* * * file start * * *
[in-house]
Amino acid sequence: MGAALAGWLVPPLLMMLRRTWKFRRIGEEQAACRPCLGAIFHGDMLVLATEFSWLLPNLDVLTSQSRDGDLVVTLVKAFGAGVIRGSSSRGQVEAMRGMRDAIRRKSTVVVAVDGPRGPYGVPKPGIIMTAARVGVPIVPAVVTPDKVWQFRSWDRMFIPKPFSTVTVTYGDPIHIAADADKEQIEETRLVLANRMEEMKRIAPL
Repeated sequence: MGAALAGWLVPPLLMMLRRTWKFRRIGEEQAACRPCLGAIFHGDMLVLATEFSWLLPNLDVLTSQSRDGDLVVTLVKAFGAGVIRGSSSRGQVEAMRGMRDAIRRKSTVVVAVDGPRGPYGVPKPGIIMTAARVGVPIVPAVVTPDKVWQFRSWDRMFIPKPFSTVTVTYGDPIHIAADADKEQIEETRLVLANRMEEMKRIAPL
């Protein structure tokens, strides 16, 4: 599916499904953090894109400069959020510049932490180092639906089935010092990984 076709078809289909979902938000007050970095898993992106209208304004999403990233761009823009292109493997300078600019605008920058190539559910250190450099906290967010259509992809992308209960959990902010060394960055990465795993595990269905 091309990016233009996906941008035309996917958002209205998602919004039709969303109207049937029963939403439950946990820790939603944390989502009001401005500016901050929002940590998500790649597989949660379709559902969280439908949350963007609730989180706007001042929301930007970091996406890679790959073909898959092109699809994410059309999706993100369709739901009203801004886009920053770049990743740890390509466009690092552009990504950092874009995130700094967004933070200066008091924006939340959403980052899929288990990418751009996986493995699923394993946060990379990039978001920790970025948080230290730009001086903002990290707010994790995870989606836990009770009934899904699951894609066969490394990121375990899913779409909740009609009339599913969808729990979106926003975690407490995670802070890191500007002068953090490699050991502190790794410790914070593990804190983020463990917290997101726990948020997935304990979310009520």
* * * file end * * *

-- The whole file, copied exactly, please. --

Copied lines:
[in-house]
Amino acid sequence: MGAALAGWLVPPLLMMLRRTWKFRRIGEEQAACRPCLGAIFHGDMLVLATEFSWLLPNLDVLTSQSRDGDLVVTLVKAFGAGVIRGSSSRGQVEAMRGMRDAIRRKSTVVVAVDGPRGPYGVPKPGIIMTAARVGVPIVPAVVTPDKVWQFRSWDRMFIPKPFSTVTVTYGDPIHIAADADKEQIEETRLVLANRMEEMKRIAPL
Repeated sequence: MGAALAGWLVPPLLMMLRRTWKFRRIGEEQAACRPCLGAIFHGDMLVLATEFSWLLPNLDVLTSQSRDGDLVVTLVKAFGAGVIRGSSSRGQVEAMRGMRDAIRRKSTVVVAVDGPRGPYGVPKPGIIMTAARVGVPIVPAVVTPDKVWQFRSWDRMFIPKPFSTVTVTYGDPIHIAADADKEQIEETRLVLANRMEEMKRIAPL
């Protein structure tokens, strides 16, 4: 599916499904953090894109400069959020510049932490180092639906089935010092990984 076709078809289909979902938000007050970095898993992106209208304004999403990233761009823009292109493997300078600019605008920058190539559910250190450099906290967010259509992809992308209960959990902010060394960055990465795993595990269905 091309990016233009996906941008035309996917958002209205998602919004039709969303109207049937029963939403439950946990820790939603944390989502009001401005500016901050929002940590998500790649597989949660379709559902969280439908949350963007609730989180706007001042929301930007970091996406890679790959073909898959092109699809994410059309999706993100369709739901009203801004886009920053770049990743740890390509466009690092552009990504950092874009995130700094967004933070200066008091924006939340959403980052899929288990990418751009996986493995699923394993946060990379990039978001920790970025948080230290730009001086903002990290707010994790995870989606836990009770009934899904699951894609066969490394990121375990899913779409909740009609009339599913969808729990979106926003975690407490995670802070890191500007002068953090490699050991502190790794410790914070593990804190983020463990917290997101726990948020997935304990979310009520």